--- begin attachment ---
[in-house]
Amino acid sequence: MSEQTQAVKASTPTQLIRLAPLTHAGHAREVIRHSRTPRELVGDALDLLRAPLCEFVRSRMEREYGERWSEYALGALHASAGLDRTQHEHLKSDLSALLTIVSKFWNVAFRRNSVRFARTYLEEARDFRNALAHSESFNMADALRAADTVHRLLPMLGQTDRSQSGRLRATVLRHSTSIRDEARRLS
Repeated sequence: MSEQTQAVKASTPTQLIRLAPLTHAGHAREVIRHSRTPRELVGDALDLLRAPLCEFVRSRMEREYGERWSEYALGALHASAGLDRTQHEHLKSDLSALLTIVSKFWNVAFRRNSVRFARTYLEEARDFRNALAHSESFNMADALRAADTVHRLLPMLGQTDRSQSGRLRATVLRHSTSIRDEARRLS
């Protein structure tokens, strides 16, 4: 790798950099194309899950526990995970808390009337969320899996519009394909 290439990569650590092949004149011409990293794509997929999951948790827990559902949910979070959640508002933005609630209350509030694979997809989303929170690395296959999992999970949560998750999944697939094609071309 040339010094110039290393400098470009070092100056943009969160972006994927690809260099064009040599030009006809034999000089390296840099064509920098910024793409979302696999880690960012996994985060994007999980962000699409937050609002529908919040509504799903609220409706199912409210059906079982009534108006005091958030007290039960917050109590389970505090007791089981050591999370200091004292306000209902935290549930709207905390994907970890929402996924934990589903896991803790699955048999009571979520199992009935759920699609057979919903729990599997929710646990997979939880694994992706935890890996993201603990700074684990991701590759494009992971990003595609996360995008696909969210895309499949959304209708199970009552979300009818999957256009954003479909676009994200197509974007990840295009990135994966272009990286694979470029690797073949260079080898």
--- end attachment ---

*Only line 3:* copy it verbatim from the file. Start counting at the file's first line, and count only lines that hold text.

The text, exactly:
Repeated sequence: MSEQTQAVKASTPTQLIRLAPLTHAGHAREVIRHSRTPRELVGDALDLLRAPLCEFVRSRMEREYGERWSEYALGALHASAGLDRTQHEHLKSDLSALLTIVSKFWNVAFRRNSVRFARTYLEEARDFRNALAHSESFNMADALRAADTVHRLLPMLGQTDRSQSGRLRATVLRHSTSIRDEARRLS